SCAP is a rare benign lesion arising from the pluripotent cells from either apocrine or eccrine lineage. They most commonly arise from apocrine glands. It usually affects the head and neck, taking its origin either de novo or from a preexisting nevus sebaceous in 30% of the cases [4]. Three clinical types of SCAP have been described. The first one is plaque-type, occurs on the scalp as a hairless lesion, which can be present from birth, and after that, increases during the onset of puberty into a nodular or verrucous entity. A linear type usually manifests with multiple papules of similar size, with a dimple, often being misdiagnosed as molluscum contagiosum (MC). The last, a solitary nodule, usually presents on the trunk, perhaps on the genitalia, shoulders, or axillae [5]. One-third of SCAP cases are associated with a nevus sebaceous, as was found in our case. BCC development has been reported in up to 10% of the cases but much less frequently with SCC [6]. Our patient had features suggestive of SCC.

The dermoscopic examination of SCAP usually contains yellowish-white discolouration, hairpin-like, glomerular, and linear vessels with a surrounding pinkish-white rim and peripheral hairpin-like vessels [4]. These features resemble those found in BCC, SCC and seborrheic dermatitis. Some of these features, such as white circles, which are features of SCC, were found in our case, which made the diagnosis of SCAP more difficult.

The nodular type of SCAP may mimic a BCC [1] or even SCC. Our case had a plaque-type of SCAP, which made us diagnose it as SCC instead of SCAP. Dermatologists should have a high index of suspicion when a scalp tumour resembling SCC is seen. SCAP should be among the differential diagnoses. A punch biopsy or surgical excision for histopathological examination of the lesion should be performed to confirm or rule out the diagnosis of SCAP or malignant condition such as SCC or BCC.

Conclusion

Clinicians need to recognize these rare tumours because a correct diagnosis will lead to proper management, which will prevent anxiety from the patient. Therefore, we advise wide excision or punch biopsy of the suspected SCAP, SCC or BCC on the scalp for histopathological examination to confirm or rule out these diagnoses.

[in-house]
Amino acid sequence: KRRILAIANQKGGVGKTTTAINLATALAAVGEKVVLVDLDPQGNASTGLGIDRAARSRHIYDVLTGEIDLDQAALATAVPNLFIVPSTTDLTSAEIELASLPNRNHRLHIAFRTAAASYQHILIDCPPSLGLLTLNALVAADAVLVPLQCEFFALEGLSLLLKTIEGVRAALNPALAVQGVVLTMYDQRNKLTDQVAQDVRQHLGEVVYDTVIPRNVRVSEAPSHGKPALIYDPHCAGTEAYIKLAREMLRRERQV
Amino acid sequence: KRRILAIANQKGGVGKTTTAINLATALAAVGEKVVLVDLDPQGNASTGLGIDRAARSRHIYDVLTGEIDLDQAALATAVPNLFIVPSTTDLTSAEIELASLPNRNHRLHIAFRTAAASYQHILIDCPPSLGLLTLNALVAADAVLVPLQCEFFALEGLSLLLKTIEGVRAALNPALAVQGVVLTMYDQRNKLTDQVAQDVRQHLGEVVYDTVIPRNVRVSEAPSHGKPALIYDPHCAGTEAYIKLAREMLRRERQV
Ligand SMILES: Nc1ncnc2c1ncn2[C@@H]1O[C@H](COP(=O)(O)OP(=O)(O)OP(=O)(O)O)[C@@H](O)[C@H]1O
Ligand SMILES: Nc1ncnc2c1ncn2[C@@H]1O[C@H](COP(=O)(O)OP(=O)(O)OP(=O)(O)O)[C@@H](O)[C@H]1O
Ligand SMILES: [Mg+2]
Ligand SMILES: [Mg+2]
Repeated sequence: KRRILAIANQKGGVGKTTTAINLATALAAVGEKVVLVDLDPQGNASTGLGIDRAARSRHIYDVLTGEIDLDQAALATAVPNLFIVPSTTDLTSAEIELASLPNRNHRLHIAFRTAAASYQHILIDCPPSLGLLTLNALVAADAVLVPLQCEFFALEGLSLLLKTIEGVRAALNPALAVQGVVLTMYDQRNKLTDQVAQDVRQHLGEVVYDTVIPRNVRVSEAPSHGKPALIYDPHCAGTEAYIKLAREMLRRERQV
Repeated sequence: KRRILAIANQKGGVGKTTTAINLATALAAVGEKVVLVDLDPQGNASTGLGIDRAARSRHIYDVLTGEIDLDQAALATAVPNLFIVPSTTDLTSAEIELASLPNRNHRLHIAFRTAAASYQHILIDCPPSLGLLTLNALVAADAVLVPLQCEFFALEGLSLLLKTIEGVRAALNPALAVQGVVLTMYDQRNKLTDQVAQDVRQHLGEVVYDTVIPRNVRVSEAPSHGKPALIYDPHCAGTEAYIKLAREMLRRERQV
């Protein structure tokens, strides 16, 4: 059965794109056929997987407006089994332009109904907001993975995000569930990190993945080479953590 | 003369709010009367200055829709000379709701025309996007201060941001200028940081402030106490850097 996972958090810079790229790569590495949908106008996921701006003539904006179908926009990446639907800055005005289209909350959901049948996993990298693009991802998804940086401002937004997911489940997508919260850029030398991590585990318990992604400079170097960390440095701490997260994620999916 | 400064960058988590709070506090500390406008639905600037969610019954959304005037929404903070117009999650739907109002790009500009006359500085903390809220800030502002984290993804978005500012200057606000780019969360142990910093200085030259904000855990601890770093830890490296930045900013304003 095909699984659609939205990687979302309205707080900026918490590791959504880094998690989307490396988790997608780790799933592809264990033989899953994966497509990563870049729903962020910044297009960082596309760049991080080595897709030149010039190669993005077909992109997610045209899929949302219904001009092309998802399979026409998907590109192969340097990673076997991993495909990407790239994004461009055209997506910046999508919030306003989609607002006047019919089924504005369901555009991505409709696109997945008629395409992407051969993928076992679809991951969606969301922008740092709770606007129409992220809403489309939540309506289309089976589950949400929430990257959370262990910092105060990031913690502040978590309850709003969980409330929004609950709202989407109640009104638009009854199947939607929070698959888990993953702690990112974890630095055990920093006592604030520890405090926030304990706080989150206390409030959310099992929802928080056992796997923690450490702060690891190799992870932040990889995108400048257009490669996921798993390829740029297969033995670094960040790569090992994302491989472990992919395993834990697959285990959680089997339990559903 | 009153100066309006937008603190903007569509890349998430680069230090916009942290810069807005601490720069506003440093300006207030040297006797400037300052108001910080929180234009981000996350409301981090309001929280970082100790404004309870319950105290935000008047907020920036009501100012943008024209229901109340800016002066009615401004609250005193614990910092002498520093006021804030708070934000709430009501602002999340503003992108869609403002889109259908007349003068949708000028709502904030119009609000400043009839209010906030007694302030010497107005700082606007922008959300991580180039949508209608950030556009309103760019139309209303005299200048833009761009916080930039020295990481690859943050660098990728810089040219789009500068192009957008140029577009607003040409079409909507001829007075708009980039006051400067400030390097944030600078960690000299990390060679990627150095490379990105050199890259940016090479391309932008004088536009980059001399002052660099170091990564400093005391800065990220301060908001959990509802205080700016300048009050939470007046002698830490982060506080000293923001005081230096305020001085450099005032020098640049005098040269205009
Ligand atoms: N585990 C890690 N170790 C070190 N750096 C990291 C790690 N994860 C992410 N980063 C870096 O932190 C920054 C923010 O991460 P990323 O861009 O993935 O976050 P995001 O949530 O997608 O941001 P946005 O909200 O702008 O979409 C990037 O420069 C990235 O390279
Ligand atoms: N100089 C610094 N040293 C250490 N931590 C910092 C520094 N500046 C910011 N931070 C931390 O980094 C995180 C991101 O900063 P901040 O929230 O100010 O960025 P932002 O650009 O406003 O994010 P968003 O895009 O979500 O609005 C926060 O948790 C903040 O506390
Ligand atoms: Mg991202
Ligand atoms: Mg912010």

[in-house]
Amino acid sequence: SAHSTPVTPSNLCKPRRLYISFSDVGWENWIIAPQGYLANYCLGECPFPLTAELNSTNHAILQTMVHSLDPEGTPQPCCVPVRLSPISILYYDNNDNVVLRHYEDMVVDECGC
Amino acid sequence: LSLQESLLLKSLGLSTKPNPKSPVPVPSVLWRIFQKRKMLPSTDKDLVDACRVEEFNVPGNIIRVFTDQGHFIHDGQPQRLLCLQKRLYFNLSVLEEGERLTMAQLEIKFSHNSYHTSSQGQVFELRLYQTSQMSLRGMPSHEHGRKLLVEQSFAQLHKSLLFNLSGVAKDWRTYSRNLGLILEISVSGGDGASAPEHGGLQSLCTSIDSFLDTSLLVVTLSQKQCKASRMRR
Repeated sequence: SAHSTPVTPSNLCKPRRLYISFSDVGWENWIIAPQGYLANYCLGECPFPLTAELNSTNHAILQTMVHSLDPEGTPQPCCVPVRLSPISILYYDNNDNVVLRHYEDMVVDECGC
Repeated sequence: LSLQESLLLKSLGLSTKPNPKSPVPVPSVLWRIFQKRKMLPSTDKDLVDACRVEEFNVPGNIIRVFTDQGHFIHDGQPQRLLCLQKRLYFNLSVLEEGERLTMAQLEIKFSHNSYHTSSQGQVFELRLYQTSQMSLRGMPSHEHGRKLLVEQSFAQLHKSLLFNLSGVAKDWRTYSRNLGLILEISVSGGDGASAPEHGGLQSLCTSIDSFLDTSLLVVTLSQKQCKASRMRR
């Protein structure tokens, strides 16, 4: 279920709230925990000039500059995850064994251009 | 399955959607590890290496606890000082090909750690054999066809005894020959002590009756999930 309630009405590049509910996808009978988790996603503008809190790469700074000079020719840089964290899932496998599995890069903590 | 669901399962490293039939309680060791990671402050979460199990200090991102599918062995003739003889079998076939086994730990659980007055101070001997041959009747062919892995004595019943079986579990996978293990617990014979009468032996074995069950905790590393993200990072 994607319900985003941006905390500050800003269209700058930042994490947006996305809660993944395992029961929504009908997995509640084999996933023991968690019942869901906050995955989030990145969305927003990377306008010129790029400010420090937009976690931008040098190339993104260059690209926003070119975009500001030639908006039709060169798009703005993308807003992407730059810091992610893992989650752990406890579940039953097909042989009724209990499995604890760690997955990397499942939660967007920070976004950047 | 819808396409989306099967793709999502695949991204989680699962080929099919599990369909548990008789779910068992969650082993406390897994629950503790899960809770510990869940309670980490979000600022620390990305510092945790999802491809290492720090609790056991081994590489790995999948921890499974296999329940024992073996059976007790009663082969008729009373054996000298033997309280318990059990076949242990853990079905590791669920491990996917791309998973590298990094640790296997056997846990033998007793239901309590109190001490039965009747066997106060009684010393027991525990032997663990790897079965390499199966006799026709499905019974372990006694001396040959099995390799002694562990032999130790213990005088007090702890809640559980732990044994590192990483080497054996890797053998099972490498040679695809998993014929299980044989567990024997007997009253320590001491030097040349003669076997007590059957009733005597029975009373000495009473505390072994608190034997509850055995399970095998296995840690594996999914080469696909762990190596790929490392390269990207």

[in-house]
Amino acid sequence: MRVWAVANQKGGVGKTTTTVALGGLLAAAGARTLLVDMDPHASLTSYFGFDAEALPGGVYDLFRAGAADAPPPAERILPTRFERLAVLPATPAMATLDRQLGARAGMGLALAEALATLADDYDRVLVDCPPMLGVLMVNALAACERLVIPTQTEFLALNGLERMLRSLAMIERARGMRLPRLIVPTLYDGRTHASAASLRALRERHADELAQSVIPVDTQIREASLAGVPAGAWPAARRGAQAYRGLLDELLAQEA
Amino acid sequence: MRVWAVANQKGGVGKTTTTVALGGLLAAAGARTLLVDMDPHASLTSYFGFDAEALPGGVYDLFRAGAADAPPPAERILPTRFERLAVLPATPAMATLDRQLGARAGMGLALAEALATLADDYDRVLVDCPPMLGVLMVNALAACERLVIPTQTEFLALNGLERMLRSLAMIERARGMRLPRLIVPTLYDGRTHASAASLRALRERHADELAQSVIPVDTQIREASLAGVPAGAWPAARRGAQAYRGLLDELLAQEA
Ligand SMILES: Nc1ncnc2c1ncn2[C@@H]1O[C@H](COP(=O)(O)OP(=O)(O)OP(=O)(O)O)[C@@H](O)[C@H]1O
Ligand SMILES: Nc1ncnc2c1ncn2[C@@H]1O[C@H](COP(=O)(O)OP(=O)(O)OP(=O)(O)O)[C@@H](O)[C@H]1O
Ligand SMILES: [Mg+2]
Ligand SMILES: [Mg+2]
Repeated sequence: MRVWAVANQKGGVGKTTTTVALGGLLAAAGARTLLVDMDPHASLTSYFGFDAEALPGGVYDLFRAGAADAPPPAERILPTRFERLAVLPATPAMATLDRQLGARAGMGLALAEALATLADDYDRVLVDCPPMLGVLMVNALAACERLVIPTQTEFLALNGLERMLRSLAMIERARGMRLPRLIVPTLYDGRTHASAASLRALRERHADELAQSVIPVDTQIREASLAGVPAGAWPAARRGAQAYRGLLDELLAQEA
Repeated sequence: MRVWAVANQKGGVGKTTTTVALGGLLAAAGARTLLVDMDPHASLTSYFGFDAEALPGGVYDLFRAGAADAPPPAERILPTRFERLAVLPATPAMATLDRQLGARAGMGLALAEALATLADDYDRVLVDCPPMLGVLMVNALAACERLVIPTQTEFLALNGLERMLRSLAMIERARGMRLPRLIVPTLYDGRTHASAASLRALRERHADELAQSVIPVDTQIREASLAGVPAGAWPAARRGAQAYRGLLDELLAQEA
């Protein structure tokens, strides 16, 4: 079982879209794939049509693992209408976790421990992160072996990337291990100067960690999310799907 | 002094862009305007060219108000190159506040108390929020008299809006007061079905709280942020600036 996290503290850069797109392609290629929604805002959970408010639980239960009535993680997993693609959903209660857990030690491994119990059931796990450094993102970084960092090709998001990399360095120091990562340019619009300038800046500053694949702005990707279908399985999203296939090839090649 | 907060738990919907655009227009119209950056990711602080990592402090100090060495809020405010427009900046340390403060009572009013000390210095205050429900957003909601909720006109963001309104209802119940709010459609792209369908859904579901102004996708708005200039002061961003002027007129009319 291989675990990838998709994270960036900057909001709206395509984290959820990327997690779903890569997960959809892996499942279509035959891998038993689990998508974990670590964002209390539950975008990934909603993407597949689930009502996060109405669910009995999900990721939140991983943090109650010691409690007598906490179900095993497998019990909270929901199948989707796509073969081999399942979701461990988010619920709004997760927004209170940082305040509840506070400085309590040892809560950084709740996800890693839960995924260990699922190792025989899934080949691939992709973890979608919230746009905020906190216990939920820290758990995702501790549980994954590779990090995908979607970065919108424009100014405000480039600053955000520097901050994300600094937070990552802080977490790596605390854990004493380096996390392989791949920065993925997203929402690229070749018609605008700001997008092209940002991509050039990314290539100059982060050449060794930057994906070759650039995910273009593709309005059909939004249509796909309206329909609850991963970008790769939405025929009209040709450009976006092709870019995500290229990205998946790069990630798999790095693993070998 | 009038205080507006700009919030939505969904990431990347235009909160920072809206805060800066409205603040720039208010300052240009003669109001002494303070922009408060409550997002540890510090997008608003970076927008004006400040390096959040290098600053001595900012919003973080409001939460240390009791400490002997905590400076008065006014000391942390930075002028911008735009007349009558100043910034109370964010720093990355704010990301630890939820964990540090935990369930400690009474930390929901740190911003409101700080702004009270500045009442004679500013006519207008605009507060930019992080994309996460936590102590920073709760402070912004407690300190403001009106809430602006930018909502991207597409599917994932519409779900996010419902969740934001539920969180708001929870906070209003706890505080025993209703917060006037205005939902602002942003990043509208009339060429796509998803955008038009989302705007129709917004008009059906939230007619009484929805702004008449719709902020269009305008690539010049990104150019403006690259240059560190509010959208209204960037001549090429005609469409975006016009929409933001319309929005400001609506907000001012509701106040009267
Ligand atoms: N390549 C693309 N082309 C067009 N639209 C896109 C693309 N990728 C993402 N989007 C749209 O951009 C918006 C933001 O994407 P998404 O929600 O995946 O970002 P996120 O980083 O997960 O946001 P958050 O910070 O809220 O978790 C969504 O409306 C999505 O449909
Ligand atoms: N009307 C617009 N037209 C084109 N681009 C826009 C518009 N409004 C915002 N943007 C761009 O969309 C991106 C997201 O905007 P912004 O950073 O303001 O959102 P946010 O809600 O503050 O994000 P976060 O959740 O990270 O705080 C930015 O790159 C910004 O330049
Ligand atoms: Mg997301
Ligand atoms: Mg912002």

List of Abbreviations

BCC: Basal cell carcinoma; SCAP: Syringocytadernoma papilliferum; SCC: Squamous cell carcinoma

Declarations

Ethical Considerations

We explained the purpose of the study to the participant, and to ensure voluntary participation, her participation was requested. After agreeing to participate, she signed informed consent.

Data Availability

The data used during the preparation of the case report are available from the corresponding author upon request.

Acknowledgements:

We would like to thank Dr Magdalena Dennis, Dr Herielly Msuya, Dr Doriane Sabushimike and RDTC staffs for their contributions and encouragements.

Figures


Figure 1: A plaque on the scalp with hair loss and crusts of syringocystadernoma papilliferum.
There was no regional lymphadenopathy seen. Dermoscopically, we saw white circles and scales (Figure 2). 


Figure 2: Dermoscopy of the lesion showing white circles and scales resembling SCC.


Figure 3: Wide excision of the tumour on the scalp to the level of the hypodermis.


Figure 4: Histopathological examination showing cystic invaginations containing papillary projections, decapitations and numerous plasma cells.

References

  1. Singh MP, Choudhary S V, Chaurasia JK (2019) Well-differentiated Squamous Cell Carcinoma Arising in Syringocystadenoma Papilliferum. Indian Dermatol Online J 10: 168-170.
  2. Requena L, Sangüeza O (2017) Cutaneous Adnexal Neoplasms Cham: Springer International Publishing.
  3. Brent AJ, Mota PM, Nebojsa A, Berry-Brincat A, Knapp CM (2017) Squamous cell carcinoma arising from syringocystadenoma papilliferum of the eyelid. Can J Ophthalmol 52: e235-e237.
  4. Chauhan P, Kumar Chauhan R, Upadhyaya A, Kishore S (2018) Dermoscopy of a rare case of linear syringocystadenoma papilliferum with review of the literature. Dermatol Pract Concept 8: 33-38.
  5. Rodrigues G, Chandramouli M, Sarma D, Tejaswy K (2016) Syringocystadenoma papilliferum of the scalp arising from a nevus sebaceous. J Cutan Aesthet Surg 9: 204-206.
  6. Katoulis AC, Bozi E (2004) Syringocystadénome papillifère. Orphanet Encycl 48: 1-3.